Nor are Merkel or Macron likely to give Italy much backing or leeway in the spending plans. The two leaders are currently debating ways to ensure the euro area is better equipped to withstand any financial crisis like the one a decade ago, which was largely caused by member countries’ excessive spending.
The Italian leaders “are definitely more isolated in Brussels and Europe and that was in a sense the point of their election,” Wolff said.
While Italy’s new government has arrived as the euro area is recovering and more mechanisms have been put in place to deal with a crisis, the sheer size of its economy and debt offer cause for worry were it to threaten to leave the bloc. The extra premium investors demand to hold the nation’s 10-year securities over similar-dated German notes touched 323 basis points last month, a five-year high, though it has fallen since then.
The dispute over immigration was sparked when Italy refused to accept an immigrant rescue ship carrying about 600 people on June 11. Malta also declined; Spain eventually agreed to allow it to land. Macron called the decision “cynical and irresponsible,” leading Italy’s foreign minister to summon the French ambassador in Rome and the finance minister to cancel a meeting with his French counterpart.
Then on June 14 Agriculture Minister Gianmarco Centinaio said his country wouldn’t ratify a free-trade accord between the EU and Canada. Even though the move isn’t an outright block, it could still cause further friction with the EU, which spent five years negotiating the accord.
Not only are Salvini and Di Maio alienating the European establishment, they have little or no political affinity with other leaders. Neither of their parties belongs to a major political family. Instead, in the European Parliament, they are both part of two different fringe groupings -- which include Nigel Farage’s UKIP and Marine Le Pen’s National Front.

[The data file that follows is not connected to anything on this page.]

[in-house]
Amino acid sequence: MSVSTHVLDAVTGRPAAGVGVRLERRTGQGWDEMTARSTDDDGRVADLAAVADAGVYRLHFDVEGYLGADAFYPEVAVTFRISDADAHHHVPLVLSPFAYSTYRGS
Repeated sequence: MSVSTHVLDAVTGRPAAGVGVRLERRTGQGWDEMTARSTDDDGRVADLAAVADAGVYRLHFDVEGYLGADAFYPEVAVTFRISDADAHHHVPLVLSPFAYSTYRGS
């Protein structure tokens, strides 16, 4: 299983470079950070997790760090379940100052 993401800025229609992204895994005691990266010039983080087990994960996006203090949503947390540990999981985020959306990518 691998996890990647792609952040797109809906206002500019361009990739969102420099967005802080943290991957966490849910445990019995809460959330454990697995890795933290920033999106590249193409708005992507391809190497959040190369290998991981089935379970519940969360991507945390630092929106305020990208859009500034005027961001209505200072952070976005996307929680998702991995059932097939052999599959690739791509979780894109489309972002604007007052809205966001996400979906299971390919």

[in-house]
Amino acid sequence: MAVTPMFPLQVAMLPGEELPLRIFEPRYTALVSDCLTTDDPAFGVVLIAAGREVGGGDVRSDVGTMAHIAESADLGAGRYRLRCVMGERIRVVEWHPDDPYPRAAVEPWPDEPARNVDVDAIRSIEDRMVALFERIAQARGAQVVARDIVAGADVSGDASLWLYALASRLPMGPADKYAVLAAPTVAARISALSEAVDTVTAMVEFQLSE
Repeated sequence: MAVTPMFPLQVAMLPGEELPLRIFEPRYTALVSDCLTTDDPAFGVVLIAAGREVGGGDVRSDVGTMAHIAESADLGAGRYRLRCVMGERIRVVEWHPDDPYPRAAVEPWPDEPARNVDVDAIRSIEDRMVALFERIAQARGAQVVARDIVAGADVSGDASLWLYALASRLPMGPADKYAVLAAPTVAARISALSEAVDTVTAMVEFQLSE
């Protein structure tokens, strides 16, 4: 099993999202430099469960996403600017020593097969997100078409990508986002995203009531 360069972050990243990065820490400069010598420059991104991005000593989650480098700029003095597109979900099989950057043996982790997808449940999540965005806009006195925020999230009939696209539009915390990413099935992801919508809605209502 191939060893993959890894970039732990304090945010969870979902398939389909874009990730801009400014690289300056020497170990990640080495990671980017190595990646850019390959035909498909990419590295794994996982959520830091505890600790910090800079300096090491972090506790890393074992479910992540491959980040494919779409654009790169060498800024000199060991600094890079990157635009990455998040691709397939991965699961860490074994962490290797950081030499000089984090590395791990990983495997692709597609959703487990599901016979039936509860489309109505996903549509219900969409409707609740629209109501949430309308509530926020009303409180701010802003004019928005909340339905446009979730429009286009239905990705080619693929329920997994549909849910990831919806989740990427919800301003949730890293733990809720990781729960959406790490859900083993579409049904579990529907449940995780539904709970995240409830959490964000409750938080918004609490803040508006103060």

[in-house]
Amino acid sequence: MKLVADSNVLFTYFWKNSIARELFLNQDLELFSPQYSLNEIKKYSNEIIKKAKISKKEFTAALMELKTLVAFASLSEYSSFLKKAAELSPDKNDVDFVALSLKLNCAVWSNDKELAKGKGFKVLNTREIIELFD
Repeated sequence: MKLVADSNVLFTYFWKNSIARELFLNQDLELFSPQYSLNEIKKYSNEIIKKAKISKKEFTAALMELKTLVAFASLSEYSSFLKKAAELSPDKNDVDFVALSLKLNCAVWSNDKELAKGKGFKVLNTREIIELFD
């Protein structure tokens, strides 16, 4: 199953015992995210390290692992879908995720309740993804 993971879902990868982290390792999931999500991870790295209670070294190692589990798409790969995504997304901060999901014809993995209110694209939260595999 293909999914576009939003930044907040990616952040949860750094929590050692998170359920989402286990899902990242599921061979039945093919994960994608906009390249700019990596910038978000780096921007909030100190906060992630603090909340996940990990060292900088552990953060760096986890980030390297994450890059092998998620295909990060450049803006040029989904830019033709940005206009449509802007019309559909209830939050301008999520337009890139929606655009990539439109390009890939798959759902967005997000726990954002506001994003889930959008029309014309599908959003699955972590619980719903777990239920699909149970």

The way Italy’s upstart politicians are antagonizing the EU raises echoes of Greek Prime Minister Alexis Tsipras and his then-finance minister, Yanis Varoufakis, in their early days in power in 2015: picking fights on multiple fronts, inflaming anti-Brussels rhetoric at home and burning bridges with allies across the EU.
Ultimately, faced with a looming default and euro exit, and the EU’s intransigence about bending its rules, the young Greek premier was forced to back off of most of his electoral promises, stick to euro-area prescribed fiscal policies, drop calls for debt forgiveness and adopt a more conventional tone.
But Italy also has more leverage than Greece did, former finance chief Varoufakis said in an emailed comment. “2.6 trillion of debt, an economy that generates a trade and a government (primary) surplus can neither be bullied nor ‘bailed’ out by the same toxic means applied to Greece,” he said. “Even if this government capitulates to the EU, Italy is simply unsustainable within the rules Berlin is insisting upon.”
©2018 Bloomberg L.P.